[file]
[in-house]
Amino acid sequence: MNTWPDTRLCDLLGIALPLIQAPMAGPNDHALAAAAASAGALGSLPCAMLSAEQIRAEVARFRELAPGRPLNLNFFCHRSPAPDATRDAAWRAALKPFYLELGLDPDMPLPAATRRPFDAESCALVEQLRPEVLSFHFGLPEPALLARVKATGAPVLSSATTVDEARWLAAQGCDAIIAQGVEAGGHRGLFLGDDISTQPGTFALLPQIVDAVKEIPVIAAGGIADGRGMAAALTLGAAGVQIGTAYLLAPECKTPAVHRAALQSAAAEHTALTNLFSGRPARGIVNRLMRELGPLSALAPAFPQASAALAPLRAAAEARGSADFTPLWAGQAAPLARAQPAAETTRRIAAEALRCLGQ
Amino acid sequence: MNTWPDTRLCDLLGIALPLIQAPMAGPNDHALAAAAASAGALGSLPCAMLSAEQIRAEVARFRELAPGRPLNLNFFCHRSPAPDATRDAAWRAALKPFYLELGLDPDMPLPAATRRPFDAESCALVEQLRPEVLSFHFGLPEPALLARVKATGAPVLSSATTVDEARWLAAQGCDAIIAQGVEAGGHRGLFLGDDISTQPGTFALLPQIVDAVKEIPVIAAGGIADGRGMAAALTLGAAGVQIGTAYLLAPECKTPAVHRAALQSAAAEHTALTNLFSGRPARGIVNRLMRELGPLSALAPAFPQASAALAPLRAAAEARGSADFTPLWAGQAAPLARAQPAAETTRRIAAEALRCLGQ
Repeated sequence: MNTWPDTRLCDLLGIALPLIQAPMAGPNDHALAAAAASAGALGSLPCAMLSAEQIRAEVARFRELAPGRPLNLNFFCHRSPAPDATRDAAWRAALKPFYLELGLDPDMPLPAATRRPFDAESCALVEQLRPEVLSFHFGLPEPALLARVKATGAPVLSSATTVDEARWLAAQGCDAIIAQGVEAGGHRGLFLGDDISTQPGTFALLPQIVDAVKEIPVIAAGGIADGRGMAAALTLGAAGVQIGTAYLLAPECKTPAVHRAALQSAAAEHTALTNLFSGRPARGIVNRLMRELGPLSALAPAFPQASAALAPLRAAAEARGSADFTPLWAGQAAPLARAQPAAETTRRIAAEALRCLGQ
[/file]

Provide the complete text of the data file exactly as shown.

[in-house]
Amino acid sequence: MNTWPDTRLCDLLGIALPLIQAPMAGPNDHALAAAAASAGALGSLPCAMLSAEQIRAEVARFRELAPGRPLNLNFFCHRSPAPDATRDAAWRAALKPFYLELGLDPDMPLPAATRRPFDAESCALVEQLRPEVLSFHFGLPEPALLARVKATGAPVLSSATTVDEARWLAAQGCDAIIAQGVEAGGHRGLFLGDDISTQPGTFALLPQIVDAVKEIPVIAAGGIADGRGMAAALTLGAAGVQIGTAYLLAPECKTPAVHRAALQSAAAEHTALTNLFSGRPARGIVNRLMRELGPLSALAPAFPQASAALAPLRAAAEARGSADFTPLWAGQAAPLARAQPAAETTRRIAAEALRCLGQ
Amino acid sequence: MNTWPDTRLCDLLGIALPLIQAPMAGPNDHALAAAAASAGALGSLPCAMLSAEQIRAEVARFRELAPGRPLNLNFFCHRSPAPDATRDAAWRAALKPFYLELGLDPDMPLPAATRRPFDAESCALVEQLRPEVLSFHFGLPEPALLARVKATGAPVLSSATTVDEARWLAAQGCDAIIAQGVEAGGHRGLFLGDDISTQPGTFALLPQIVDAVKEIPVIAAGGIADGRGMAAALTLGAAGVQIGTAYLLAPECKTPAVHRAALQSAAAEHTALTNLFSGRPARGIVNRLMRELGPLSALAPAFPQASAALAPLRAAAEARGSADFTPLWAGQAAPLARAQPAAETTRRIAAEALRCLGQ
Repeated sequence: MNTWPDTRLCDLLGIALPLIQAPMAGPNDHALAAAAASAGALGSLPCAMLSAEQIRAEVARFRELAPGRPLNLNFFCHRSPAPDATRDAAWRAALKPFYLELGLDPDMPLPAATRRPFDAESCALVEQLRPEVLSFHFGLPEPALLARVKATGAPVLSSATTVDEARWLAAQGCDAIIAQGVEAGGHRGLFLGDDISTQPGTFALLPQIVDAVKEIPVIAAGGIADGRGMAAALTLGAAGVQIGTAYLLAPECKTPAVHRAALQSAAAEHTALTNLFSGRPARGIVNRLMRELGPLSALAPAFPQASAALAPLRAAAEARGSADFTPLWAGQAAPLARAQPAAETTRRIAAEALRCLGQ